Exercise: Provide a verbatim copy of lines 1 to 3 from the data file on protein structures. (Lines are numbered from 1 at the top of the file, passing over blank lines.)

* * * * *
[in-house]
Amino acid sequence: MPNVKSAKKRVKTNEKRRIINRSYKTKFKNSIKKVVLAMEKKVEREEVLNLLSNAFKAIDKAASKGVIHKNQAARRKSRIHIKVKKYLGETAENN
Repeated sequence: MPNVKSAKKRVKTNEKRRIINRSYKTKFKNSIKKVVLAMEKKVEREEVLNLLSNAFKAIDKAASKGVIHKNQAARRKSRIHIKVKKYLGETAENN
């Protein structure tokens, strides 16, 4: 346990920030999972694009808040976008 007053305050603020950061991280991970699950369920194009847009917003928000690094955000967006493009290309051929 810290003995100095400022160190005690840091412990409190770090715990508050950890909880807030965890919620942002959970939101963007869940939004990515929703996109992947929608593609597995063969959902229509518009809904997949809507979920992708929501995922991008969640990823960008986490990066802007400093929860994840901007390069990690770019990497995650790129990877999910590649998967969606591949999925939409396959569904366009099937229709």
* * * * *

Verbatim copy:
[in-house]
Amino acid sequence: MPNVKSAKKRVKTNEKRRIINRSYKTKFKNSIKKVVLAMEKKVEREEVLNLLSNAFKAIDKAASKGVIHKNQAARRKSRIHIKVKKYLGETAENN
Repeated sequence: MPNVKSAKKRVKTNEKRRIINRSYKTKFKNSIKKVVLAMEKKVEREEVLNLLSNAFKAIDKAASKGVIHKNQAARRKSRIHIKVKKYLGETAENN